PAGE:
The high incidence of dual diagnosis among Indigenous
Australians, who typically have experienced extremes of family and community
disintegration, makes a powerful statement about the role of social factors in
generation of co-occurring disorders.
Indigenous people experience poor diagnosis, higher rates of imprisonment and
substance abuse, self harm and suicide than the general population.
Recent studies have shown that the use of illicit drugs such as cannabis and the psycho stimulants,
amphetamines and cocaine is higher amongst young adults with severe mental
illness compared to either the general population or to other psychiatric
comparison groups. There was
some agreement in the evidence that intake of methamphetamines is increasing
the number of presentations of youth with drug-induced psychosis. Nevertheless, while there is a
clear correlation between substance abuse and mental illness, the causal relationship
between the two is not definite. Mr Gary Croton, Clinical Nurse Consultant at
Eastern Hume Dual Diagnosis Service advised that it is a case of the 'chicken
or the egg':
I think the wisdom at the moment is that there is a huge range
of possible relationships between the disorders depending upon the individual.
One disorder may be primary, one disorder may be secondary. The principle that
is really emerging strongly now is that, in terms of treatment, you often will
not be able to tease out what was the primary disorder and what was the
secondary disorder. It will come down to clinician judgement.
The Youth Substance Abuse Service (YSAS) reported that
the 'typical' young person accessing their dual diagnosis services have
experienced 'multiple adverse events', involving 'significant levels of trauma
and abuse during their childhood and adolescence'. Resulting distress manifests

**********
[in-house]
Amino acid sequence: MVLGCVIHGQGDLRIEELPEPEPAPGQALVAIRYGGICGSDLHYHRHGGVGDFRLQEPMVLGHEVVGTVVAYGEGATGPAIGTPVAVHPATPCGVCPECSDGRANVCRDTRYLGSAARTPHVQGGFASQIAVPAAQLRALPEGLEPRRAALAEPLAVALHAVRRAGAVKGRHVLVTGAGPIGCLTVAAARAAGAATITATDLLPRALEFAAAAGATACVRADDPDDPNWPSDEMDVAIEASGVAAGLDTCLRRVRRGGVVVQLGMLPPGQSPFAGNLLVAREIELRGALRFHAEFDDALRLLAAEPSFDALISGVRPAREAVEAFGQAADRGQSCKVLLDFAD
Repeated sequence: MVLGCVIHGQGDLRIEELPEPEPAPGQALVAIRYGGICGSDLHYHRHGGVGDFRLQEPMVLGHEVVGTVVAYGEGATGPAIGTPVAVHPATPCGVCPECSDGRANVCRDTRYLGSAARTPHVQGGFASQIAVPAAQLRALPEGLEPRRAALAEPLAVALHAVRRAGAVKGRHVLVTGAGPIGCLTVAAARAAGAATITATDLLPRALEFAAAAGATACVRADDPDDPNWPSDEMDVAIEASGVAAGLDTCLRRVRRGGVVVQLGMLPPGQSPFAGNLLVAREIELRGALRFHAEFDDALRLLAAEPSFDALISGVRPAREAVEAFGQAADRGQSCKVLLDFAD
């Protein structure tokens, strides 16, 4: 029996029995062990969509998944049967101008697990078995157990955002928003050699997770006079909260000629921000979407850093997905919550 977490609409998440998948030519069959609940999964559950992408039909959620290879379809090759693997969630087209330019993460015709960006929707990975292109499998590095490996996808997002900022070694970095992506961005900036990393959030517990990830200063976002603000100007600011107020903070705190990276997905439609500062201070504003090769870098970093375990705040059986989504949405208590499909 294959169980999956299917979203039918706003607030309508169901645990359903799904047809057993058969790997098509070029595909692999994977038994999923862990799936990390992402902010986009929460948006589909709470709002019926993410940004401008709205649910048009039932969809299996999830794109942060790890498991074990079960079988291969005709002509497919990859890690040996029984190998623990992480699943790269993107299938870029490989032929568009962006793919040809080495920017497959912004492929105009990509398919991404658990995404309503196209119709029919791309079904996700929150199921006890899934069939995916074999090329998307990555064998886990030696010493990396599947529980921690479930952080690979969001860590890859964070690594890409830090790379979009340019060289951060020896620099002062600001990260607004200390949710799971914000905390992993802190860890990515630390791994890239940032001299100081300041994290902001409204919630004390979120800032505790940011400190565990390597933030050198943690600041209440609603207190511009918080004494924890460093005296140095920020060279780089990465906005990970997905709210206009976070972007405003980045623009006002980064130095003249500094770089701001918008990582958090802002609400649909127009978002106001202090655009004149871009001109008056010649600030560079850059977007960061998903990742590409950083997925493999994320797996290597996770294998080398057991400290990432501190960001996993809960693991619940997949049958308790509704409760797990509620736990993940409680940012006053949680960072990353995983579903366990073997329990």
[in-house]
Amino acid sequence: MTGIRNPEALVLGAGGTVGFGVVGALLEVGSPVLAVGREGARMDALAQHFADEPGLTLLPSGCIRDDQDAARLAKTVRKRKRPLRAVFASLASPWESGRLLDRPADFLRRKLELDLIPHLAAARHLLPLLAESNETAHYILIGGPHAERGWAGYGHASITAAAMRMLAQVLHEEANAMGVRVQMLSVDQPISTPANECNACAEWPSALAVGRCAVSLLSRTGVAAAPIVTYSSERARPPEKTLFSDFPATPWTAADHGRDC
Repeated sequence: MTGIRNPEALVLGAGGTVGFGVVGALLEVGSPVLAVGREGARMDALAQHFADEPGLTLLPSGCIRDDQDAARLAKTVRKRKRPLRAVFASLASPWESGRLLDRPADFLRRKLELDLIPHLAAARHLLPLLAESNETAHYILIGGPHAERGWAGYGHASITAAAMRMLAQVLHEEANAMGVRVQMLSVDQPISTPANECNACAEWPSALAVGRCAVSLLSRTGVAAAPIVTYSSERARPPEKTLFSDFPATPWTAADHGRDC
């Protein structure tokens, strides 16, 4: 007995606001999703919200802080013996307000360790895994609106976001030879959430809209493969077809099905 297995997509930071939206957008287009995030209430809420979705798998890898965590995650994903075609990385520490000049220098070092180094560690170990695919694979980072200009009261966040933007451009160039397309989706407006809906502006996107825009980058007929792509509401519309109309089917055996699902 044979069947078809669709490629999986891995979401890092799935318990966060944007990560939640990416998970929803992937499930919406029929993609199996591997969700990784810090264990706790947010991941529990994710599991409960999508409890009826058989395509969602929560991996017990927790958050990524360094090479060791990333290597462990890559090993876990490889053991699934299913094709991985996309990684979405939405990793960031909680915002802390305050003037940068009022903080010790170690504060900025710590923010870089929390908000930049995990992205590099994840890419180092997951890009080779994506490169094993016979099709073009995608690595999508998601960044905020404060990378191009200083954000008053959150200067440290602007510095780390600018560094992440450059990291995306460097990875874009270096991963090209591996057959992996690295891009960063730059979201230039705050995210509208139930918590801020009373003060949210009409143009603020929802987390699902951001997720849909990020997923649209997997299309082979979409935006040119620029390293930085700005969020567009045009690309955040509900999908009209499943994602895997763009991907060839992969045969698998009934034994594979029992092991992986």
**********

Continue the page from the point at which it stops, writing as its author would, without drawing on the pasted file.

in a range of self harming activities. YSAS explained:
Young people accessing the services provided by YSAS therefore
typically present with a multiplicity of mental health concerns such as
self-harm, eating disorders, anxiety and depression. While the behaviours may
vary from time to time, the cycles are similar – for example research and
practice wisdom demonstrate that substance abuse, bulimia and self-harm show a
tendency to occur in clearly patterned cycles of increasing tension, followed by bingeing/purging and then relief.
In most cases, emotional regulation is reported to be the primary intent of
Dual prisoners—doubly damaged
People with dual diagnosis in prison are typically from
among the most disadvantaged groups in society. The Probation and Community
Correction's Officers Association advises:
Typically young, male, single, with a history of conduct
disorder and family substance abuse, these are the people to whom are applied
such pessimistic terminology as 'falling through the gaps'.
As mentioned, women have a higher incidence of mental
illness than male inmates but equivalent histories of substance abuse:
Women prisoners are casualties from harmful early life
experiences and social deprivation showing mental health and other harms to a
very high degree. They are truly outsiders.
Sisters Inside records that over 50 per cent of women
in prison had been placed 'in care' as children and approximately one quarter
have been imprisoned in a juvenile detention centre. Further, prior to
incarceration, 98 per cent of women prisoners had experienced physical abuse
and 89 per cent had experienced sexual abuse. Sisters Inside reports that the
number of women in prison in Queensland
has being growing as a percentage relative to men, with a rise of 13 per cent
over five years to 2003 (up to 325).
The plight of Indigenous women within this spectrum has
been described as one of 'triple disadvantage'. Alcohol,
drug abuse and violence are endemic and more often lead to offending. With
lower levels of education and employment, Indigenous women also suffer from a
higher incidence of past physical and sexual abuse than other prisoners.
The service burden of dual diagnosis
People with a dual diagnosis have a higher level of
need than other mentally ill cohorts and a poorer prognosis compared with those
with either a mental or substance abuse disorder alone. This is in part because the
complex interrelationship of disorders creates obstacles to effective diagnosis
...the co-occurrence of mental health and substances disorders